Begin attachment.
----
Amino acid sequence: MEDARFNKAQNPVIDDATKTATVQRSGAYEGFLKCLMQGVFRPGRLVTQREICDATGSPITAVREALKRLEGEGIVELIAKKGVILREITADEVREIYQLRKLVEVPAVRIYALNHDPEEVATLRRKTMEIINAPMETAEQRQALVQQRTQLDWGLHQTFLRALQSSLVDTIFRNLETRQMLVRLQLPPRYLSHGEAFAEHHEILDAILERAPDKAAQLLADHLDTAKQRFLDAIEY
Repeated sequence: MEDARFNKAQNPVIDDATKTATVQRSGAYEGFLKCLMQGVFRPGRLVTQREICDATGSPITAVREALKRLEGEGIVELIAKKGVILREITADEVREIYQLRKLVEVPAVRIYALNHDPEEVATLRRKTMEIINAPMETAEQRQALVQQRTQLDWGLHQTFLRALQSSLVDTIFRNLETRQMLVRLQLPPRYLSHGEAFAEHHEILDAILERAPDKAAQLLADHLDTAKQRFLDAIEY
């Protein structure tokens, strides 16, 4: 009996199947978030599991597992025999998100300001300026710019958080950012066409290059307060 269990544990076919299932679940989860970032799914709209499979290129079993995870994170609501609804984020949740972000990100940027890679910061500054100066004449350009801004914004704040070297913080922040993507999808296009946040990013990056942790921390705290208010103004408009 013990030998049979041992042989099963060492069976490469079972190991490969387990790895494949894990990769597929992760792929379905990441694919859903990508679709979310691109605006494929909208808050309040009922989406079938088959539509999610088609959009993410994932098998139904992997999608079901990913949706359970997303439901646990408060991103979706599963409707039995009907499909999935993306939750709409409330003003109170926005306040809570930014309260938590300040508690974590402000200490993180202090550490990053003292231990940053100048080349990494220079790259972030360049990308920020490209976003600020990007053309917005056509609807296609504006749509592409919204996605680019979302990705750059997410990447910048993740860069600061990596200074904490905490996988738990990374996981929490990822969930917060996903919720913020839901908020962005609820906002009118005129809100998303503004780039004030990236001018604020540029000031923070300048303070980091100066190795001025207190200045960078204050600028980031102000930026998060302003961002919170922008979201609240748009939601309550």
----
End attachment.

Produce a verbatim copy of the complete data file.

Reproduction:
Amino acid sequence: MEDARFNKAQNPVIDDATKTATVQRSGAYEGFLKCLMQGVFRPGRLVTQREICDATGSPITAVREALKRLEGEGIVELIAKKGVILREITADEVREIYQLRKLVEVPAVRIYALNHDPEEVATLRRKTMEIINAPMETAEQRQALVQQRTQLDWGLHQTFLRALQSSLVDTIFRNLETRQMLVRLQLPPRYLSHGEAFAEHHEILDAILERAPDKAAQLLADHLDTAKQRFLDAIEY
Repeated sequence: MEDARFNKAQNPVIDDATKTATVQRSGAYEGFLKCLMQGVFRPGRLVTQREICDATGSPITAVREALKRLEGEGIVELIAKKGVILREITADEVREIYQLRKLVEVPAVRIYALNHDPEEVATLRRKTMEIINAPMETAEQRQALVQQRTQLDWGLHQTFLRALQSSLVDTIFRNLETRQMLVRLQLPPRYLSHGEAFAEHHEILDAILERAPDKAAQLLADHLDTAKQRFLDAIEY
């Protein structure tokens, strides 16, 4: 009996199947978030599991597992025999998100300001300026710019958080950012066409290059307060 269990544990076919299932679940989860970032799914709209499979290129079993995870994170609501609804984020949740972000990100940027890679910061500054100066004449350009801004914004704040070297913080922040993507999808296009946040990013990056942790921390705290208010103004408009 013990030998049979041992042989099963060492069976490469079972190991490969387990790895494949894990990769597929992760792929379905990441694919859903990508679709979310691109605006494929909208808050309040009922989406079938088959539509999610088609959009993410994932098998139904992997999608079901990913949706359970997303439901646990408060991103979706599963409707039995009907499909999935993306939750709409409330003003109170926005306040809570930014309260938590300040508690974590402000200490993180202090550490990053003292231990940053100048080349990494220079790259972030360049990308920020490209976003600020990007053309917005056509609807296609504006749509592409919204996605680019979302990705750059997410990447910048993740860069600061990596200074904490905490996988738990990374996981929490990822969930917060996903919720913020839901908020962005609820906002009118005129809100998303503004780039004030990236001018604020540029000031923070300048303070980091100066190795001025207190200045960078204050600028980031102000930026998060302003961002919170922008979201609240748009939601309550």